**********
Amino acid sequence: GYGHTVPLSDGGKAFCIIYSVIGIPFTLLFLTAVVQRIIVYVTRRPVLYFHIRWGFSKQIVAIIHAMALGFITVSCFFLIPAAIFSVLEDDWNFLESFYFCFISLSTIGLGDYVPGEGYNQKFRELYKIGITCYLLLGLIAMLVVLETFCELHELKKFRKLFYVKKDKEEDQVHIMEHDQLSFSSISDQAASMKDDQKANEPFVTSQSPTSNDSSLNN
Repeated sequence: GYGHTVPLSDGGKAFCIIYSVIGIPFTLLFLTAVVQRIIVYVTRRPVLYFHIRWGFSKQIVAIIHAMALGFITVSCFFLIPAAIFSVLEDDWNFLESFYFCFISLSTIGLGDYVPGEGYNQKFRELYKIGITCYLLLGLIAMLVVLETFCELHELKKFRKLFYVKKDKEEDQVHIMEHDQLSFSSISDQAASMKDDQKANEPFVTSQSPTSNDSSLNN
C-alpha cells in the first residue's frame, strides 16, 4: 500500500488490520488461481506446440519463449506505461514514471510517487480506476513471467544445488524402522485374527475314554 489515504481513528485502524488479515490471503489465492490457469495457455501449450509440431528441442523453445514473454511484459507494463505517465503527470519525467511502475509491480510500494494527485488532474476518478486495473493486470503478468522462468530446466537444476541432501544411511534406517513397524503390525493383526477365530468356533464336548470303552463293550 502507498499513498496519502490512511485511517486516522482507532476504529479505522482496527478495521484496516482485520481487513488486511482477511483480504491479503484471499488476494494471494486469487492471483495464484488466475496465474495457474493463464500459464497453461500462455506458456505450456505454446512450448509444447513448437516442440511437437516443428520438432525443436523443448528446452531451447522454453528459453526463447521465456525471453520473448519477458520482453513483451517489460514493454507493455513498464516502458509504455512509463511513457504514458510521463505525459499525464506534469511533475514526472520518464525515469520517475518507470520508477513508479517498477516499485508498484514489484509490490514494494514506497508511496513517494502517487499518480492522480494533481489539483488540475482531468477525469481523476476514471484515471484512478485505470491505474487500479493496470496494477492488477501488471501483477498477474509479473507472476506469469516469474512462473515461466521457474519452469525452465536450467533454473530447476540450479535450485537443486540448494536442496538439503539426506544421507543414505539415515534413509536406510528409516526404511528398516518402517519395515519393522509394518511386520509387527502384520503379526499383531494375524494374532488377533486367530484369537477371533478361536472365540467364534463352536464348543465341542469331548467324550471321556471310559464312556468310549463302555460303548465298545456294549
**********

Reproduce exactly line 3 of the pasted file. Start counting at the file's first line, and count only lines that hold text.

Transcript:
C-alpha cells in the first residue's frame, strides 16, 4: 500500500488490520488461481506446440519463449506505461514514471510517487480506476513471467544445488524402522485374527475314554 489515504481513528485502524488479515490471503489465492490457469495457455501449450509440431528441442523453445514473454511484459507494463505517465503527470519525467511502475509491480510500494494527485488532474476518478486495473493486470503478468522462468530446466537444476541432501544411511534406517513397524503390525493383526477365530468356533464336548470303552463293550 502507498499513498496519502490512511485511517486516522482507532476504529479505522482496527478495521484496516482485520481487513488486511482477511483480504491479503484471499488476494494471494486469487492471483495464484488466475496465474495457474493463464500459464497453461500462455506458456505450456505454446512450448509444447513448437516442440511437437516443428520438432525443436523443448528446452531451447522454453528459453526463447521465456525471453520473448519477458520482453513483451517489460514493454507493455513498464516502458509504455512509463511513457504514458510521463505525459499525464506534469511533475514526472520518464525515469520517475518507470520508477513508479517498477516499485508498484514489484509490490514494494514506497508511496513517494502517487499518480492522480494533481489539483488540475482531468477525469481523476476514471484515471484512478485505470491505474487500479493496470496494477492488477501488471501483477498477474509479473507472476506469469516469474512462473515461466521457474519452469525452465536450467533454473530447476540450479535450485537443486540448494536442496538439503539426506544421507543414505539415515534413509536406510528409516526404511528398516518402517519395515519393522509394518511386520509387527502384520503379526499383531494375524494374532488377533486367530484369537477371533478361536472365540467364534463352536464348543465341542469331548467324550471321556471310559464312556468310549463302555460303548465298545456294549